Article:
Evidently the map between Alice and Bob, purely translated with respect to Alice, remains trivial and unaffected by the curvature of momentum space. We shall not report explicitly the directional analysis for Bob, but the triviality of the map clearly implies that there is no dual-curvature lensing in the picture involving these two observers, Alice and Bob. We shall find that a truly physical feature (not a coordinate artifact) of dual-curvature lensing is found in -Minkowski when the source and the detector are not just purely translated but rather are related by a composition of a translation and a boost. It is therefore appropriate to consider at this point a third observer Camilla, purely boosted with respect to Bob. Observer Camilla is therefore obtained from Alice by first acting with a translation with parameters and then with a boost with parameters As a first step toward writing the world lines of the soft and the hard particle in Camilla’s reference frame, we give the transformation laws for momentum between Camilla’s frame and Alice’s frame, specialized to the case of our interest (in which ):Here one sees that the -Minkowski deformation of boost transformations is such that while for Alice the spatial parts of the momenta of the soft and hard particles are both directed along the -axis, in Camilla’s frame the momenta have a component also along the -axis, proportional to the energies of the particles in Alice’s frame.

Our next step is to determine which coordinates Camilla assigns to the origin of Alice, so we consider , finding thatwhich is valid both for the soft particle and for the hard particle. We note that after computing the Poisson brackets we used that and that .

We are now ready to give the world lines of the particles according to Camilla. For the soft particle Camilla haswhere we neglected the deformation effects (the soft particle is a low-energy particle, and the deformation here of interest grows with energy), while Camilla’s description of the world line of the hard particle isThis establishes that both the soft particle and the hard particles go through the spacetime origin of Camilla’s reference frame, but we are evidently most interested in what measurement results Camilla would get for the direction of the two particles. For this purpose it is important to notice that a good measurement procedure for directions involves the setup of a rigid nonpoint-like detector: we establish the direction of a particle by seeing that the particle went through two (or more) points of the rigid extended detector. Since we are thinking of possible applications of our results to the analysis of IceCube-telescope data, it is nice to notice that IceCube establishes directions exactly in this way. From a relativist perspective the notion of an extended detector is a bit cumbersome, since it is standard practice to abstract the notion of a point-like detector in association with the equally abstract notion of relativistic observer. We can however still rely on these standard abstractions by viewing a rigid extended detector as a network of point-like detectors in rigid motion. The results will be more transparent by introducing a different relativistic observer for each of the point-like detectors composing the extended detector, so that each of these many observers has a point-like detector in the spatial origin of its reference frame.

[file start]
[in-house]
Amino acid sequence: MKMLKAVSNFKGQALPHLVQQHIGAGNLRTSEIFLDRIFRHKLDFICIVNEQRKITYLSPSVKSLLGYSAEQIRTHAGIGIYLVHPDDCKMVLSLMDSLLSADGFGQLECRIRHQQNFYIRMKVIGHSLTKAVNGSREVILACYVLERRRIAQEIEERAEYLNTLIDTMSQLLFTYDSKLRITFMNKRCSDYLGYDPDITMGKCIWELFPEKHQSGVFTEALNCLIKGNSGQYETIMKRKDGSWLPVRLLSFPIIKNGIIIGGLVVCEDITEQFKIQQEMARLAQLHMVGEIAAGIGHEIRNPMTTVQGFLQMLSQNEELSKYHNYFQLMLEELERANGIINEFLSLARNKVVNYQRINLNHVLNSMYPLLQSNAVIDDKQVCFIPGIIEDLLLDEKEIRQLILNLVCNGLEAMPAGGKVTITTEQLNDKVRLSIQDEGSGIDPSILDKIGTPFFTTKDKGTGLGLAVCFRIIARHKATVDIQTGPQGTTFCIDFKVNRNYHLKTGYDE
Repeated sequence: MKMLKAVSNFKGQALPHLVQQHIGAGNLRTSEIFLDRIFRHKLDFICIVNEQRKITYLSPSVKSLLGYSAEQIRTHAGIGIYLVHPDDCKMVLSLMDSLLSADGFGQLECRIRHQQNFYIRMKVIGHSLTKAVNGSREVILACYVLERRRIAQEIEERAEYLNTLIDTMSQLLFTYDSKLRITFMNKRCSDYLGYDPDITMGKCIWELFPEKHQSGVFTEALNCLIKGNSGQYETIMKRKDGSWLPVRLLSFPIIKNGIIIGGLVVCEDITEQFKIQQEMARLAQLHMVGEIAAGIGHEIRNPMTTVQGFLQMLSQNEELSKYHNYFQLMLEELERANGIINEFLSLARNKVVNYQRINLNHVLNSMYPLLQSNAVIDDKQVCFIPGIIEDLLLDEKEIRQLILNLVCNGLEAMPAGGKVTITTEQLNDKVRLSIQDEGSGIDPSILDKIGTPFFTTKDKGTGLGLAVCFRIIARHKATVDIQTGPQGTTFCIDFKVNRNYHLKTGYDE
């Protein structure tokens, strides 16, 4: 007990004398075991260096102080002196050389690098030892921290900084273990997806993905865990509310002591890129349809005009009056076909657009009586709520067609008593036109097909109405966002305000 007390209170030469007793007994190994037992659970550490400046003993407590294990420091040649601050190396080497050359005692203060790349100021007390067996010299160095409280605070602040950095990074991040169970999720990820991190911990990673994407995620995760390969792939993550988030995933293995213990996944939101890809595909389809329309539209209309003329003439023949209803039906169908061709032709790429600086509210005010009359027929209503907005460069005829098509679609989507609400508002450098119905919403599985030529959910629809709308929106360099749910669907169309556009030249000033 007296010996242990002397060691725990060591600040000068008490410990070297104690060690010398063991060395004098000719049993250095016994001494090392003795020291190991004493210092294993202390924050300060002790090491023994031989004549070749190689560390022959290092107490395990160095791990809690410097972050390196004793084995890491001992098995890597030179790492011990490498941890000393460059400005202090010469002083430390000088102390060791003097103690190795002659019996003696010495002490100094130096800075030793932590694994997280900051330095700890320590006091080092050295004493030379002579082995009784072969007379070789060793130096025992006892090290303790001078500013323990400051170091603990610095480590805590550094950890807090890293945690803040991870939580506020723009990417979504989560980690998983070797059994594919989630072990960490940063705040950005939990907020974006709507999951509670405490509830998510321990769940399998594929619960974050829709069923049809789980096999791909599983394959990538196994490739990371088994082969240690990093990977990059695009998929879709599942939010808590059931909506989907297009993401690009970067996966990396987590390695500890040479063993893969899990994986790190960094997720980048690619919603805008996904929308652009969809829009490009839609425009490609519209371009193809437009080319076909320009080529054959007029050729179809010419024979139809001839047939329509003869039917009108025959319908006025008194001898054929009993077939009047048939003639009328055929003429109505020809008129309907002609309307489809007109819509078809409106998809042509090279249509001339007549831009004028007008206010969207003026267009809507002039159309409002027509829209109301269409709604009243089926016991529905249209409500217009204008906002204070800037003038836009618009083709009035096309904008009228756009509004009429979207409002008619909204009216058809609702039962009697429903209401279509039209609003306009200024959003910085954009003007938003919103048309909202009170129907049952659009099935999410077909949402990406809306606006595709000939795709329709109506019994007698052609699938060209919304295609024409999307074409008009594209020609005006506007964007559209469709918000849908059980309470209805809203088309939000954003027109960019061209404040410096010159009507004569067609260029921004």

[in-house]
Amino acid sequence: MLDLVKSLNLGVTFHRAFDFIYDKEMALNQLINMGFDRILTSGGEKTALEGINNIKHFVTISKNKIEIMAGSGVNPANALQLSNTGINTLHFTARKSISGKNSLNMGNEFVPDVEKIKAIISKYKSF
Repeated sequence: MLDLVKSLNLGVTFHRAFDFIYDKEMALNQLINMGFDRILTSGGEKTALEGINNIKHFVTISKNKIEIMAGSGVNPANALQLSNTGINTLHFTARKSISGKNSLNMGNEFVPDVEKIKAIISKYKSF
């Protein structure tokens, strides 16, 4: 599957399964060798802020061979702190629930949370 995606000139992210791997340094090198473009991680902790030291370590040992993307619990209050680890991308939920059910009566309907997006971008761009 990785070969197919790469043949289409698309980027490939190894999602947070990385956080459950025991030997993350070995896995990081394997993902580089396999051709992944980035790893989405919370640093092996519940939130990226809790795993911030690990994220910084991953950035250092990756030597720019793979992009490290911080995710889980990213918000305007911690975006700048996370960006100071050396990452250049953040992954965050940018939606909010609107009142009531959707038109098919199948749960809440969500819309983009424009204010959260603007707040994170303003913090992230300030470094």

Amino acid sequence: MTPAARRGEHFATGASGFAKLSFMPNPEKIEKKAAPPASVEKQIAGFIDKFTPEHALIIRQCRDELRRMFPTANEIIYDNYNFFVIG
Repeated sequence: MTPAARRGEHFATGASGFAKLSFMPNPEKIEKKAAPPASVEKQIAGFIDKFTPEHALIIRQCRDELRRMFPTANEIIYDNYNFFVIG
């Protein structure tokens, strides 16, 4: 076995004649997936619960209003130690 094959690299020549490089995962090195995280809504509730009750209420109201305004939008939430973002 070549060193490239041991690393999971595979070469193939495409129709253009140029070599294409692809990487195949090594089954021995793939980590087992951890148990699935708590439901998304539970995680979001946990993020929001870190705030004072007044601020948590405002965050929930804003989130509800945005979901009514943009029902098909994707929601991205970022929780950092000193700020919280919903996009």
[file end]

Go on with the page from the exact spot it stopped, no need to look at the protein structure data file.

These conceptual considerations translate in the technical challenge for our computations of introducing two more observers which we will simply denote with and . Both the soft particle and the hard particle go through the origin of Camilla’s reference frame, so if we find that the soft (hard) particle also goes through () then we will have enough information for establishing the direction of the soft (hard) particle. It is appropriate to take as an observer, at rest with respect to Camilla, whose origin of the reference frame coincides with the point which for Camilla has coordinates . The observer is related to Camilla by a translation with parameters , so thatThis straightforwardly leads us to the description given by observer of the world lines of the soft particle and of the hard particle:where , since observer Camilla and observer are connected by a pure translation. Notice that these equations for the world lines show in particular that the soft particle goes through the origin of observer but the hard particle does not.

Next it is convenient to consider another observer , also at rest with respect to Camilla, whose origin of the reference frame coincides with the point which for Camilla has coordinates . The observer is related to Camilla by a translation with parameters , so that we haveTherefore according to observer the world lines of the soft particle and of the hard particle are described bywhere , since the observers Camilla, , and are all connected by a pure translation. Notice that these equations for the world lines show in particular that the hard particle goes through the origin of observer but the soft particle does not.

So we found that the soft particle goes through and Camilla, while the hard particle goes through and Camilla. This is the dual-curvature lensing that we were looking for: the particles are emitted by the same source but their detection manifests a different direction of propagation. From the fact that the soft particle goes through and Camilla and the hard particle goes through and Camilla one easily finds that the angle characterizing the difference in their observed directions of propagation is given by

#### 4. Dual-Curvature Lensing with -Minkowski Commuting Coordinates